AOH :: ISN-3094.HTM

DHS progresses in IT security

DHS progresses in IT security
DHS progresses in IT security 

By Wilson P. Dizard III
Contributing Writer

Homeland Security Department officials cited progress in securing IT 
systems across the sprawling organization as reflected in an Inspector 
General Office report issued today. They expressed confidence that their 
department would receive a passing grade for the first time in next 
years federal IT security report card.

The report forms part of the process that leads to the assignment of a 
letter grade for IT security. Todays report, for the first time, does 
not point to DHS performance as a material weakness that would lower the 

Even as the IG report mentioned significant improvements in IT security, 
it pointed to specific areas where DHS has much work to do. DHS 
officials concurred in the auditors evaluation of needed security 
upgrades and described their planned improvements in an annex to the 

According to the report, Some of the issues that we identified and 
recommendations made in our FY 2005 report to assist DHS and its 
components in the implementation of its information program have been 
addressed. The report cited improvements in developing a comprehensive 
system inventory and increasing the number of systems that have been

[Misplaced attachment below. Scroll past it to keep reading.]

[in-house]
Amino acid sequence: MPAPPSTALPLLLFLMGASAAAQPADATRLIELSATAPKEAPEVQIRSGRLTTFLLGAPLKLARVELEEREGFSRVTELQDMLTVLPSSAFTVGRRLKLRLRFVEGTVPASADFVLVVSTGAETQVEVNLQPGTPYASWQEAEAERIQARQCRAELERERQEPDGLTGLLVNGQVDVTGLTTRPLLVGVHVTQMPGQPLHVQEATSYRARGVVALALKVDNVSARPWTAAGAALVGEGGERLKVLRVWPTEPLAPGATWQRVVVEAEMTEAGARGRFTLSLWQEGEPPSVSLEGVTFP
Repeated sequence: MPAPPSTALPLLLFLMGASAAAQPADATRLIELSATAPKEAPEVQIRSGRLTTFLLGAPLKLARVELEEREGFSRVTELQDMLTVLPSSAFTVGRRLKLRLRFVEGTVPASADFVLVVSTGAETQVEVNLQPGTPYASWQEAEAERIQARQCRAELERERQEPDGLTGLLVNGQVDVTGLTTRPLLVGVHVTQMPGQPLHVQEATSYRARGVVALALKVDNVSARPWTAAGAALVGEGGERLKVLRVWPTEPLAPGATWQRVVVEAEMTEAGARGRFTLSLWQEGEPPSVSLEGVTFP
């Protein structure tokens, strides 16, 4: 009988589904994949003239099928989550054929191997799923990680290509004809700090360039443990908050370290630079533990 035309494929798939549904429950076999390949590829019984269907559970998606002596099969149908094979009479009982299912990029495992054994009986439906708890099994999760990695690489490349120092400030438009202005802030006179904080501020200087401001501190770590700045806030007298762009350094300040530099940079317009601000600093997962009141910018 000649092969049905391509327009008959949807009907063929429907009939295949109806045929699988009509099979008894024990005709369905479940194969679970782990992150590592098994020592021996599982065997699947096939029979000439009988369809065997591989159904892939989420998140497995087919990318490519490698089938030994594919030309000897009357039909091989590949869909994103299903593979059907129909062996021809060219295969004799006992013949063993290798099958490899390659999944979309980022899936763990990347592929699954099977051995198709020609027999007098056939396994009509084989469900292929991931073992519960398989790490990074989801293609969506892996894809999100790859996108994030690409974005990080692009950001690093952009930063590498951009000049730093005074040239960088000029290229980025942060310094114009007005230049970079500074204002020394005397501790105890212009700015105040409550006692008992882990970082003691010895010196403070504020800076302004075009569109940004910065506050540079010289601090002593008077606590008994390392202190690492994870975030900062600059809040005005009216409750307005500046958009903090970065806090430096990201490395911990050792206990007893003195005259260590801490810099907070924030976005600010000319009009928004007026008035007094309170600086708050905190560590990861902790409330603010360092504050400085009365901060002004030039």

certified and accredited.

The report tagged five major problems with DHS technology security:

    * Not all DHS systems have been certified and accredited.
    * Some of the IT security weaknesses in DHS agencies dont appear in 
      the departments Plan of Action and Milestones.
    * Data in the departments enterprise management tool, Trusted Agent 
      FISMA, is not complete or current.
    * System contingency plans have not been tested for all systems and
    * The departments IT security procedures should be improved.

Charles Armstrong, the departments deputy CIO, said in a telephone 
interview today, Weve made huge progress since 2003. There were 
components that got their IT ripped apart and glued into ours [when DHS 
was created]. We still are in the throes of trying to rationalize and 
get to one IT structure, so to go from [approximately] 20 percent of 
systems being certified and accredited to 90-plus percent is a really a 
good feat.

Armstrong predicted that This is one year where we look forward to 
testifying in front of [House Government Reform Committee chairman Rep.] 
Tom Davis [R-Va.] and telling him our stories of success."

Department spokesman Larry Orluskie said in an e-mail message, DHS has a 
total inventory of 692 DHS IT systems; 589 systems, or 85 percent, were 
certified and accredited as of Sept. 15, 2006. And, this is the number 
reported in the department's 2006 [Federal Information Management 
Security Act] report to OMB. Orluskie added, We anticipate 100 percent 
[of the systems will be certified and accredited] by the end of calendar 
year 2006!

DHS received an F for its IT security under the FISMA process for 2003, 
2004 and 2005, years in which the departments Inspector General 
highlighted serious material weaknesses in the area. But Orluskie said 
that the department expects to receive its first passing score when the 
report cards for 2006 are issued in early 2007.

Armstrong assigned much of the credit for the improved performance to 
chief information security officer Bob West.

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